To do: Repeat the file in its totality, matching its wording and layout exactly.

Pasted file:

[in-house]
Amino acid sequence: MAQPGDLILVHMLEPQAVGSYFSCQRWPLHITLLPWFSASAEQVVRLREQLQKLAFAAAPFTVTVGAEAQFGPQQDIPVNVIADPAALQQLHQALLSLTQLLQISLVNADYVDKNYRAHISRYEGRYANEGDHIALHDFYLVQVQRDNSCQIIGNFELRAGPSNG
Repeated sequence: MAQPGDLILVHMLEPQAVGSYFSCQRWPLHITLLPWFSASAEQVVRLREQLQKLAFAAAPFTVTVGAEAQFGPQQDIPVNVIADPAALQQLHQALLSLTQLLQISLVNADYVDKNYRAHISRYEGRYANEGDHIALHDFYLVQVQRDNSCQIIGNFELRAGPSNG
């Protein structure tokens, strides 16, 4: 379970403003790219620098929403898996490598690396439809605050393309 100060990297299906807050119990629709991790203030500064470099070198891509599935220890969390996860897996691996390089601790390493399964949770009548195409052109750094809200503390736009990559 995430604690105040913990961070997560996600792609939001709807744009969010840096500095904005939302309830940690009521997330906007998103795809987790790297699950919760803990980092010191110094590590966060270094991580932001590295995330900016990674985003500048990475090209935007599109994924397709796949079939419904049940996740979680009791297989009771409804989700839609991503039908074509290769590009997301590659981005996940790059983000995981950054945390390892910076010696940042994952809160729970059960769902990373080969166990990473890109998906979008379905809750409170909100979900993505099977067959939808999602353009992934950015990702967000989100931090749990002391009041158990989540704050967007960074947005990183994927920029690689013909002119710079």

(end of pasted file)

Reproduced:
[in-house]
Amino acid sequence: MAQPGDLILVHMLEPQAVGSYFSCQRWPLHITLLPWFSASAEQVVRLREQLQKLAFAAAPFTVTVGAEAQFGPQQDIPVNVIADPAALQQLHQALLSLTQLLQISLVNADYVDKNYRAHISRYEGRYANEGDHIALHDFYLVQVQRDNSCQIIGNFELRAGPSNG
Repeated sequence: MAQPGDLILVHMLEPQAVGSYFSCQRWPLHITLLPWFSASAEQVVRLREQLQKLAFAAAPFTVTVGAEAQFGPQQDIPVNVIADPAALQQLHQALLSLTQLLQISLVNADYVDKNYRAHISRYEGRYANEGDHIALHDFYLVQVQRDNSCQIIGNFELRAGPSNG
């Protein structure tokens, strides 16, 4: 379970403003790219620098929403898996490598690396439809605050393309 100060990297299906807050119990629709991790203030500064470099070198891509599935220890969390996860897996691996390089601790390493399964949770009548195409052109750094809200503390736009990559 995430604690105040913990961070997560996600792609939001709807744009969010840096500095904005939302309830940690009521997330906007998103795809987790790297699950919760803990980092010191110094590590966060270094991580932001590295995330900016990674985003500048990475090209935007599109994924397709796949079939419904049940996740979680009791297989009771409804989700839609991503039908074509290769590009997301590659981005996940790059983000995981950054945390390892910076010696940042994952809160729970059960769902990373080969166990990473890109998906979008379905809750409170909100979900993505099977067959939808999602353009992934950015990702967000989100931090749990002391009041158990989540704050967007960074947005990183994927920029690689013909002119710079």